Another addition to the setup was a shade structure. This is really crucial in many locations - if you’re not able to pull up right under some trees then you’ll need to provide your own shade. I also considered buying a Nemo 9x9 structure which would have the additional advantage of a bug net, but the simple shade structure seemed more versatile. Sun and rain are the two major conditions that warrant this. In either case, you’re going to have a miserable time cooking and eating without a structure. Eating a Cliff Bar in my front seat as I watched the rain pour down instilled this bit of wisdom in me. One disadvantage to the structure is 15 minutes or so setup time. It just takes this to get it out, pound the stakes and set the lines. I’m also disadvantaged by not having a hatchback - this would be immediate sheltered cooking. Keep this in mind as you’re buying your vehicle.
I bought a Sears Sport 20-SV cargo bin for the top of the car. This was absolutely essential. I took way too much crap with me, and once I bought this I just threw it all up there and got back on the road. I spent two weeks looking for a cargo carrier. None of the stores carry them in stock, and I wasn’t staying anywhere long enough to have one shipped. Finally found one on craigslist for $85 and picked it up that day. Win.
Other miscelaneous items… A hatchet helps dig latrine, pound tent stakes, and split firewood. And I feel a little bit less afraid of foxes and coyotes. Those little solar yard lamps add a nice touch on dark nights, and again give you a little more awareness if there are critters skulking about. Plastic bins can be stacked to make a table. I use a laptop stand like this one as a free standing table, which I can use in tandem with a camp chair. It’s not bad for typing blog posts in the forest. I was sleeping at first with a blanket and some sheets - I found that these take up a lot of space and don’t provide as much warmth as a sleeping bag. I brought too many pillows on this trip. I thought I would lay on them, sit on them… they’re just taking up space.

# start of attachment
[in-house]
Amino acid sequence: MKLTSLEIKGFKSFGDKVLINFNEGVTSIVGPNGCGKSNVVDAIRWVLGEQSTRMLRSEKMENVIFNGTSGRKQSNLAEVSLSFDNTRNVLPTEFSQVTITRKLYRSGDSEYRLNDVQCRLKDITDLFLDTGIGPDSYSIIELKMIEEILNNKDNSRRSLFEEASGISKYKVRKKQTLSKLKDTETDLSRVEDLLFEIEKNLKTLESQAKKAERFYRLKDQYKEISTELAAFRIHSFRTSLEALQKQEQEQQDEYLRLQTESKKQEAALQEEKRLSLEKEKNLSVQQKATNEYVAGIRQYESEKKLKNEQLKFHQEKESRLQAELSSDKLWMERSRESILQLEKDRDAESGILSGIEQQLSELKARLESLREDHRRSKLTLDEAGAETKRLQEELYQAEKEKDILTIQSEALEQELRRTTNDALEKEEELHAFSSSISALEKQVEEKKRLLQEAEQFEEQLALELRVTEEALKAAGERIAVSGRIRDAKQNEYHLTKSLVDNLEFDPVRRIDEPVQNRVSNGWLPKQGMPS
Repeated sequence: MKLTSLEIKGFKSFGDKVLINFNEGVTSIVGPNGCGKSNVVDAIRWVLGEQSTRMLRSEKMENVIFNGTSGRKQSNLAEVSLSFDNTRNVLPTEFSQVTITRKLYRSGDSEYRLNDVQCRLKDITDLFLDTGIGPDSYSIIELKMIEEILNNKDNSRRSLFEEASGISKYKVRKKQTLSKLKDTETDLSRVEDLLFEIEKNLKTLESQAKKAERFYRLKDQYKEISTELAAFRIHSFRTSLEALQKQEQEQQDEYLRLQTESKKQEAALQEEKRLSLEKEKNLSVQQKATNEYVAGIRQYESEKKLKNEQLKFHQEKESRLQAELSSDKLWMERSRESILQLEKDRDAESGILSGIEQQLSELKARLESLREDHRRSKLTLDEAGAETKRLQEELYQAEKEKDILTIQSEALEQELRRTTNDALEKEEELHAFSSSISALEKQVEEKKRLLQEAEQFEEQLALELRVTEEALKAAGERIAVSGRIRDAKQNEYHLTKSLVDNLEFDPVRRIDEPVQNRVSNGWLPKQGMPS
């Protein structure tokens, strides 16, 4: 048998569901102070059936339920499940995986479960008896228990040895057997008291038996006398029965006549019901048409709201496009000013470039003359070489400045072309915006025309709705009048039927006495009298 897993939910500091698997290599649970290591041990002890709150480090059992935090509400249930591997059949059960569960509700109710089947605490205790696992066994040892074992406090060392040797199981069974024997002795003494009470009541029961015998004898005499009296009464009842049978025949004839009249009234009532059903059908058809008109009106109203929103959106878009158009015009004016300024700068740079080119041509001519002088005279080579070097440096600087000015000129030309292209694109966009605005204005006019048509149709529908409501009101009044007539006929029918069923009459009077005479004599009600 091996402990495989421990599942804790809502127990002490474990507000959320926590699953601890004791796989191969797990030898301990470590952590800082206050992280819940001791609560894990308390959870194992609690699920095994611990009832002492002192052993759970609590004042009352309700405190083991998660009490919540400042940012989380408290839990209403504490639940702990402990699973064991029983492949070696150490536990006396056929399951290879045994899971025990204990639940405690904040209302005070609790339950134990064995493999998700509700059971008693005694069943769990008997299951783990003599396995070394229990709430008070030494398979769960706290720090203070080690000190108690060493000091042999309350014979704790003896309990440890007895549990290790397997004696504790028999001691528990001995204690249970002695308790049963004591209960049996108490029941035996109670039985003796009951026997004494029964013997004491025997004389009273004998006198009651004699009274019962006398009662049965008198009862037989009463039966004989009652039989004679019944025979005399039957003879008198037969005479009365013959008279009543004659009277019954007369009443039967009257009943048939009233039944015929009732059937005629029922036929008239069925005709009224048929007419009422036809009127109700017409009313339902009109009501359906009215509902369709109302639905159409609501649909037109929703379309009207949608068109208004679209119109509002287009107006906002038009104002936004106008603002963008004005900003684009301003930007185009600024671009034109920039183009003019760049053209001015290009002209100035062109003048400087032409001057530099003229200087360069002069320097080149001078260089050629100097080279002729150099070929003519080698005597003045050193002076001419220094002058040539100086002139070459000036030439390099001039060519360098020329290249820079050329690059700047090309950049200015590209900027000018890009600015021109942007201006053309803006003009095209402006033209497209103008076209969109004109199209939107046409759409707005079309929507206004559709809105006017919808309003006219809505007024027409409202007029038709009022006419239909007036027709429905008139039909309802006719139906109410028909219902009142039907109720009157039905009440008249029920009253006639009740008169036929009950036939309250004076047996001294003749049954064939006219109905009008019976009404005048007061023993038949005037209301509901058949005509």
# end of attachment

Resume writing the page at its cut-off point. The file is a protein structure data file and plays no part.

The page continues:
Water - if you camp by a creek, and you have a filter, you have an infinite supply of water. I carry extra bottles so I can stock up, and if I end up staying in a place without water available then I can last a few days. Tea - I bought a JetBoil. They have all these different models that cost more. I just got the basic one which seemed the best value. This means I have to carry separate fuel for it… but it boils water so dang fast! And it gives me a separate pipeline - I can do that while my stove is occupied. And I suppose it is a backup system just in case.
Drawbacks - There’s definitely some sacrifice involved with an SUV versus a camper van. This is a one person setup. If I had a travel companion I’d want a van. Even with one person, energy goes into setup/teardown for: 1) the shade structure, 2) moving the bed out of the way for cooking prep space, 3) washing dishes, 4) moving the seats forward for the headboard extension for sleeping. I’m finding if I’m just pulling off the road to take a nap, maybe the headboard isn’t worth it. And I’m looking out for a way to get more table space while preparing meals.
Overall I’m happy, and I love my setup both on the road and camped out somewhere. It’s been a huge learning experience living this way. It makes me much more aware of the footprint of my living requirements. One begins to understand why the ascetic monk will eliminate any unncessary baggage. What you thought would be providing you service, ends up being one more thing that you have to maintain and be mindful of. Charge the [phone, laptop, battery bank]. Move the solar panel. Setup. Teardown. Cook, eat, wash, brush your teeth. Dig a hole and poop in it. Everything takes more energy when you’re nomadic. Really makes me appreciate what a house allows for - giving so much time back and letting us focus our energy outward.